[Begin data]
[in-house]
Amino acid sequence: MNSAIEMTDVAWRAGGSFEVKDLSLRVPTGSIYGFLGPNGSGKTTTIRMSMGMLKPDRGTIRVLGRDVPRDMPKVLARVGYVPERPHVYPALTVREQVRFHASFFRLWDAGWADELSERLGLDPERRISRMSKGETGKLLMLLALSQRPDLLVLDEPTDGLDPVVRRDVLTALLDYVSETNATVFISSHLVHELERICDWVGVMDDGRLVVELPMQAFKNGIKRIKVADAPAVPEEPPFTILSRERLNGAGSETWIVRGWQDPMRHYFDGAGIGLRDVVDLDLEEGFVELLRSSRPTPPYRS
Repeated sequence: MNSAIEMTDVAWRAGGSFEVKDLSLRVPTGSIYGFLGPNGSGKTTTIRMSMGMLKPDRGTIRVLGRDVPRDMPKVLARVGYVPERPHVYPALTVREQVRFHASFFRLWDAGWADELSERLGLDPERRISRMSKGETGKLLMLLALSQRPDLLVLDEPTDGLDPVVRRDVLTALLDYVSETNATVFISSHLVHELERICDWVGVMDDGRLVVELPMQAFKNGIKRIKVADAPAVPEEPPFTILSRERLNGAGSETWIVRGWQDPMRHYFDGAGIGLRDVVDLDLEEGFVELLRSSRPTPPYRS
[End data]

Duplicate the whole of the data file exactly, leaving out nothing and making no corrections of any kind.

[in-house]
Amino acid sequence: MNSAIEMTDVAWRAGGSFEVKDLSLRVPTGSIYGFLGPNGSGKTTTIRMSMGMLKPDRGTIRVLGRDVPRDMPKVLARVGYVPERPHVYPALTVREQVRFHASFFRLWDAGWADELSERLGLDPERRISRMSKGETGKLLMLLALSQRPDLLVLDEPTDGLDPVVRRDVLTALLDYVSETNATVFISSHLVHELERICDWVGVMDDGRLVVELPMQAFKNGIKRIKVADAPAVPEEPPFTILSRERLNGAGSETWIVRGWQDPMRHYFDGAGIGLRDVVDLDLEEGFVELLRSSRPTPPYRS
Repeated sequence: MNSAIEMTDVAWRAGGSFEVKDLSLRVPTGSIYGFLGPNGSGKTTTIRMSMGMLKPDRGTIRVLGRDVPRDMPKVLARVGYVPERPHVYPALTVREQVRFHASFFRLWDAGWADELSERLGLDPERRISRMSKGETGKLLMLLALSQRPDLLVLDEPTDGLDPVVRRDVLTALLDYVSETNATVFISSHLVHELERICDWVGVMDDGRLVVELPMQAFKNGIKRIKVADAPAVPEEPPFTILSRERLNGAGSETWIVRGWQDPMRHYFDGAGIGLRDVVDLDLEEGFVELLRSSRPTPPYRS